I am very suspicious of many anecdotal tales of miracles. I believe in the modern day manifestation of miracles. I have seen miracles with my own eyes and I have been a participator in some cases. HOWEVER, I do not believe that the cause of Jesus and His kingdom is helped by inflated, inaccurate, sketchy, “show time,” and overtly fraudulent claims to the miraculous. If anyone cares, I can personally connect you with the individual involved in the following true story of a miracle of radical grace, who can verify it.
Many bemoan what they perceive as a lack of the Lord’s intervention and deliverance in persistent and difficult situations they face: “Where is the Lord’s deliverance? If He is all He is supposed to be, and we have the Spirit that we supposedly do, why is there so little spiritual breakthrough in my life?” The problem can sometimes be that we want God to make things wonderful for us while changing none of our beliefs, thinking, values, priorities, and behaviors. We don’t “earn” our salvation, nor any of its benefits. Salvation is free, but not cheap. Deliverance is not earned, but it can be costly.
City church is a concept/belief that only one church legitimately exists in a any city, and that it should be overseen by elders of the city, who then submit to regional apostles (overseers, bishops, superintendents–whatever your tradition calls the greater function.). The idea and its variants are prevalent in many so-called apostolic and prophetic groups and communions today, though not confined to those groups. It’s proposed that God wants to restore governmental order to the church under geographic delineations so it can fulfill its destiny in unity. Some consider the concept an essential for the realization of John 17 unity. In this lengthier (apologies in advance) than normal blog, I present twelve considerations or challenges to this idea. I am endeavoring to explore the implications, motives, and pitfalls inherent with the idea. I hope to make the case that relationships, not geography, nor hierarchy, establish spiritual authority and spiritual jurisdictions.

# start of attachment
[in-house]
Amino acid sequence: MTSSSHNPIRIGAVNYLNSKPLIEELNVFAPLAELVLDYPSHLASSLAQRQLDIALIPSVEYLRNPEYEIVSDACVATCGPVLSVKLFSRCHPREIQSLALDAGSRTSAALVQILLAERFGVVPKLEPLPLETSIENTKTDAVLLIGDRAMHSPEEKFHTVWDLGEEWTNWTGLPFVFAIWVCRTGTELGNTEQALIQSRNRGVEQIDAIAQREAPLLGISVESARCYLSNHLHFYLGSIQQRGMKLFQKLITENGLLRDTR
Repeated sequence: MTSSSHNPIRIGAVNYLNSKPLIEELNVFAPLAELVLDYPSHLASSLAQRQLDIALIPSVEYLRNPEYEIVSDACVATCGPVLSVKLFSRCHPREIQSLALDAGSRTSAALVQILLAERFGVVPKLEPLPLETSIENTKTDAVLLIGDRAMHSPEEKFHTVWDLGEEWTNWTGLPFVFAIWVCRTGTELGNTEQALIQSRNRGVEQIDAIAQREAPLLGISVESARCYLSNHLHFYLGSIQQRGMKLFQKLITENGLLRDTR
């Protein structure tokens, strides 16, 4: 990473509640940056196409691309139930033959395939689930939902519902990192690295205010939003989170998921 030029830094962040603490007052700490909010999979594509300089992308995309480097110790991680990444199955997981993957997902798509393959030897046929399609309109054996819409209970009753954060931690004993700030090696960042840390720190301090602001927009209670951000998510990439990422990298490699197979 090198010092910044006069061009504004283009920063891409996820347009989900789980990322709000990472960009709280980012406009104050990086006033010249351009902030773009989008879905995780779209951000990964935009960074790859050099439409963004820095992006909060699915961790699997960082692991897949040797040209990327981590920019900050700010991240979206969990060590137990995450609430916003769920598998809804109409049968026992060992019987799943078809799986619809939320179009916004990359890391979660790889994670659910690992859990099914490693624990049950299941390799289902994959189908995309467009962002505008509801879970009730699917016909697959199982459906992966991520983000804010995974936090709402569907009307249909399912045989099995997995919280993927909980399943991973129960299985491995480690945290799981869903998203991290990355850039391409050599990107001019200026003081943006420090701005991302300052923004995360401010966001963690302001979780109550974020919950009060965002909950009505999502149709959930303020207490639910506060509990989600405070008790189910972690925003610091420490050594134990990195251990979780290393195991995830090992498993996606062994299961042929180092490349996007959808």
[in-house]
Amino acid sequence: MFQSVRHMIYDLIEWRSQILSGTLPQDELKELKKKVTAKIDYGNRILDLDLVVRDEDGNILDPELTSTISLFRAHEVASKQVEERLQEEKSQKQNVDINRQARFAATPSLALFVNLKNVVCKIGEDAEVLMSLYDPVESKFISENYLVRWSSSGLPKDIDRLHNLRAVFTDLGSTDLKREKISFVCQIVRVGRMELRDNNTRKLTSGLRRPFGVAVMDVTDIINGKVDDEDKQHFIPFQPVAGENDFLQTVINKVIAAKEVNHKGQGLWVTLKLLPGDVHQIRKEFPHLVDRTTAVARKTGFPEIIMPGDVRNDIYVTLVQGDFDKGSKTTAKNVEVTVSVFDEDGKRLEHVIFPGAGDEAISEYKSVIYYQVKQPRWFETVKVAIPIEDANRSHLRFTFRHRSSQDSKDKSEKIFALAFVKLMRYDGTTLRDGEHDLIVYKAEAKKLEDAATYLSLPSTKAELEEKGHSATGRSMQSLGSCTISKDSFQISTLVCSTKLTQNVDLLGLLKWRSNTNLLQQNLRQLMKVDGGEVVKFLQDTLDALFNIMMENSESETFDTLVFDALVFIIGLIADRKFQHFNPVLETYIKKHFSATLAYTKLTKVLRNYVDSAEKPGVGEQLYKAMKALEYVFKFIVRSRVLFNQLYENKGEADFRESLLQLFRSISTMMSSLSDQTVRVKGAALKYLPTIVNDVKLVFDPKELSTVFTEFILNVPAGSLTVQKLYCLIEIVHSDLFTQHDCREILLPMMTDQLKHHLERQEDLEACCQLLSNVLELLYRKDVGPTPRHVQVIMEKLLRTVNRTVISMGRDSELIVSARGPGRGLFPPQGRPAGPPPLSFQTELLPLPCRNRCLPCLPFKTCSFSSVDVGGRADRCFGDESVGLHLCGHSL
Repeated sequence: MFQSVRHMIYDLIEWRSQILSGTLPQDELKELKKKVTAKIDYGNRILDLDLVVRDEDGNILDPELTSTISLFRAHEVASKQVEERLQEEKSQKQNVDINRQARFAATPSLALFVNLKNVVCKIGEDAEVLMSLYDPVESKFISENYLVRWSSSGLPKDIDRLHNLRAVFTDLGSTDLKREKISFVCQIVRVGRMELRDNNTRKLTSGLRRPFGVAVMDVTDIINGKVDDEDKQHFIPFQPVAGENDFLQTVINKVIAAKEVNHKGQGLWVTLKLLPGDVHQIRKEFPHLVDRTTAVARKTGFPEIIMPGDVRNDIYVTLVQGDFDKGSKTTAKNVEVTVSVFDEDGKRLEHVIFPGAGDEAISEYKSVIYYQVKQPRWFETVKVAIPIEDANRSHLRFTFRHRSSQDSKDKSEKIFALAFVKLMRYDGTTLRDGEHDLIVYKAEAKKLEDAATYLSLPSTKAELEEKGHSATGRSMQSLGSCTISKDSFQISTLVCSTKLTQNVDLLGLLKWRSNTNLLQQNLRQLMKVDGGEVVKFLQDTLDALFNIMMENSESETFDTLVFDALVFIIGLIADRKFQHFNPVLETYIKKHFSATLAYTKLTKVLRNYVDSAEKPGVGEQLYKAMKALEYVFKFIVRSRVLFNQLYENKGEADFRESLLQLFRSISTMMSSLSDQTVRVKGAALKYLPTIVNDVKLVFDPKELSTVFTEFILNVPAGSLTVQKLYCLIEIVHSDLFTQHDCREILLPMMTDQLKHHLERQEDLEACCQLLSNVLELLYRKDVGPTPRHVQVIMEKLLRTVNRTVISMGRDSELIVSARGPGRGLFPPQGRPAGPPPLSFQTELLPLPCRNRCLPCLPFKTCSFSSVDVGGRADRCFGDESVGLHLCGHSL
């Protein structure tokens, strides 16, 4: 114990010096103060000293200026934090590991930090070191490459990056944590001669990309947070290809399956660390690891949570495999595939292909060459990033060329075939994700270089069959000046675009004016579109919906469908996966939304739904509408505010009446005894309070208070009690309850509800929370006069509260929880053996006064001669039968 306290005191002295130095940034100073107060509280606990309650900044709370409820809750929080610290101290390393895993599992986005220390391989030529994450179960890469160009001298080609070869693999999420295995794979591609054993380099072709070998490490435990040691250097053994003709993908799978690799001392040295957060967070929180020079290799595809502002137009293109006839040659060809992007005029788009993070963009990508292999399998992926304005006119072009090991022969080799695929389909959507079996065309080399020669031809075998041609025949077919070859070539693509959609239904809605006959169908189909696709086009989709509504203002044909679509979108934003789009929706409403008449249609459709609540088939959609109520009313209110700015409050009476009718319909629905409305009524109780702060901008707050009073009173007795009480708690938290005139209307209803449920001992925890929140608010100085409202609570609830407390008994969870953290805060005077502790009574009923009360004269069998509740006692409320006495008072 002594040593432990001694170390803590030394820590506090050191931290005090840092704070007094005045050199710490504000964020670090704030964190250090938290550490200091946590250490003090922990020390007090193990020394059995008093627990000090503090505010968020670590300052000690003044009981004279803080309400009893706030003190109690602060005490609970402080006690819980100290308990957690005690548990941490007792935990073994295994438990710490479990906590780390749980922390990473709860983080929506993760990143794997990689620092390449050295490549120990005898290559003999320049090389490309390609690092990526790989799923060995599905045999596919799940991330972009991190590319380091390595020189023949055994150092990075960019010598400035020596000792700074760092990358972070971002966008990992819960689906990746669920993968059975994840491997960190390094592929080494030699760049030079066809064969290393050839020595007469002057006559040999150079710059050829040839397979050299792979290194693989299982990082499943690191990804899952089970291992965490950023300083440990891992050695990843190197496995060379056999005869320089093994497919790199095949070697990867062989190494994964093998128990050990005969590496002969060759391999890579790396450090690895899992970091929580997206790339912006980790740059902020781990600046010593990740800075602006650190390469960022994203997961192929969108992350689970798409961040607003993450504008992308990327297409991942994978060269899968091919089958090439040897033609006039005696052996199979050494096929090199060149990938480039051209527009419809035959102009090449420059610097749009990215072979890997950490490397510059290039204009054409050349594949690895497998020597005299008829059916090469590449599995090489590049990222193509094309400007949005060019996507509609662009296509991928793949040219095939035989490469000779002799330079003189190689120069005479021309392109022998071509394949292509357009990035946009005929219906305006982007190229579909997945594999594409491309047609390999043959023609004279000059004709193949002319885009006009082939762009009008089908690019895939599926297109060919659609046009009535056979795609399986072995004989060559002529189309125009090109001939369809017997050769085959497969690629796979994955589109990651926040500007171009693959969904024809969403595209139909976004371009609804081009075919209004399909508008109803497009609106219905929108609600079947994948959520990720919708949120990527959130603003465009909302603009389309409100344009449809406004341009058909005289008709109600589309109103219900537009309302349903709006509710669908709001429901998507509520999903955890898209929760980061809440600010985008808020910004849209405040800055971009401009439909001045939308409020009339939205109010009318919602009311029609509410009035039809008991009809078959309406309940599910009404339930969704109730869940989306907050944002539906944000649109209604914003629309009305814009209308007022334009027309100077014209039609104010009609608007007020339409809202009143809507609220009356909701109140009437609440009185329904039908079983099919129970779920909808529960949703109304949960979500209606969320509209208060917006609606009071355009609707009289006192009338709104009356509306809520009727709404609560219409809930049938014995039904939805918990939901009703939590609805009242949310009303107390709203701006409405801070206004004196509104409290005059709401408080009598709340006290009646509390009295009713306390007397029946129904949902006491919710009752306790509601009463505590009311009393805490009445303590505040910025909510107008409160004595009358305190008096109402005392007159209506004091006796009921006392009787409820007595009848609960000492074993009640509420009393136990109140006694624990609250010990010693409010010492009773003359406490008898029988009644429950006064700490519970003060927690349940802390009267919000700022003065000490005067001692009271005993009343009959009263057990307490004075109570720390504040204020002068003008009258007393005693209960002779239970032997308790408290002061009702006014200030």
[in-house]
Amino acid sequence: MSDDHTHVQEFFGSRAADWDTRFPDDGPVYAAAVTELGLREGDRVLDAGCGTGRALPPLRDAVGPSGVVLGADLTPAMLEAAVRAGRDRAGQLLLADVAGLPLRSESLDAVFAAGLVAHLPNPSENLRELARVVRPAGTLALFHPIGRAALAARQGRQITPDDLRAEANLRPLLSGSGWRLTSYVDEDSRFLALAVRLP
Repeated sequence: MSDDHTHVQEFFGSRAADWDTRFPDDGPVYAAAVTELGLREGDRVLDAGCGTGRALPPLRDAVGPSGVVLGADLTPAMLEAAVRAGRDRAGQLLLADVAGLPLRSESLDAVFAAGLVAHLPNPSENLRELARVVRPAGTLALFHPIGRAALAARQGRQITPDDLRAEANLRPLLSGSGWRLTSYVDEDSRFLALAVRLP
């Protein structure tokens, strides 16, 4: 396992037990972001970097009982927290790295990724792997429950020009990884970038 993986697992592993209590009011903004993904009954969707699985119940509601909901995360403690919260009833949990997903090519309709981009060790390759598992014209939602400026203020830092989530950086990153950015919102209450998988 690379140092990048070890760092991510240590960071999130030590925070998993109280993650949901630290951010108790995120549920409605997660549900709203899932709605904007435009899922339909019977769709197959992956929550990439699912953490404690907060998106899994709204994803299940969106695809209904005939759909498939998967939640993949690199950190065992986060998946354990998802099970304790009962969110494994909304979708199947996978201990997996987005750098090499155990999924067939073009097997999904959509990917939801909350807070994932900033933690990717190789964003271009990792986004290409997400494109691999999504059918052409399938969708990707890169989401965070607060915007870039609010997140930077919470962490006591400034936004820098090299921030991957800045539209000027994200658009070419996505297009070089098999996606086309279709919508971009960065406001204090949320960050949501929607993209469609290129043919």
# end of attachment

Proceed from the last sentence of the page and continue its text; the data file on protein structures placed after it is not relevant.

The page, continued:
Anyone can wax eloquent about what could, or should be, versus what currently “is.” Idealism without action is a delusional dead end. Preachers, teachers, prophetic types, “apostolic visionaries,” dreamers, philosophers–whatever your language tradition might call them–are particularly vulnerable to irrelevant idealism. It is better to incarnate imperfection, than to romanticize about a never-seen ideal. Jesus can do a lot with folks who will simply “get to it” imperfectly, rather than “talk about it” ideally.
There are only six mentions of the presence of the Lord in the new testament, and none of them have anything to do with praise and worship. When I discovered this, I was shocked, as I had been trained to believe the two were intimately connected. How the change from the old to the new covenant affects our understanding and experience of the presence of the Lord, is not well understood. What follows is a condensed and simplified compilation of the distinctions between the two covenants as it relates to the Lord’s manifest presence. The full book Praise, Worship, and the Presence of the Lord: A Better Way to Worship is available in all formats at: www.stevecrosby.com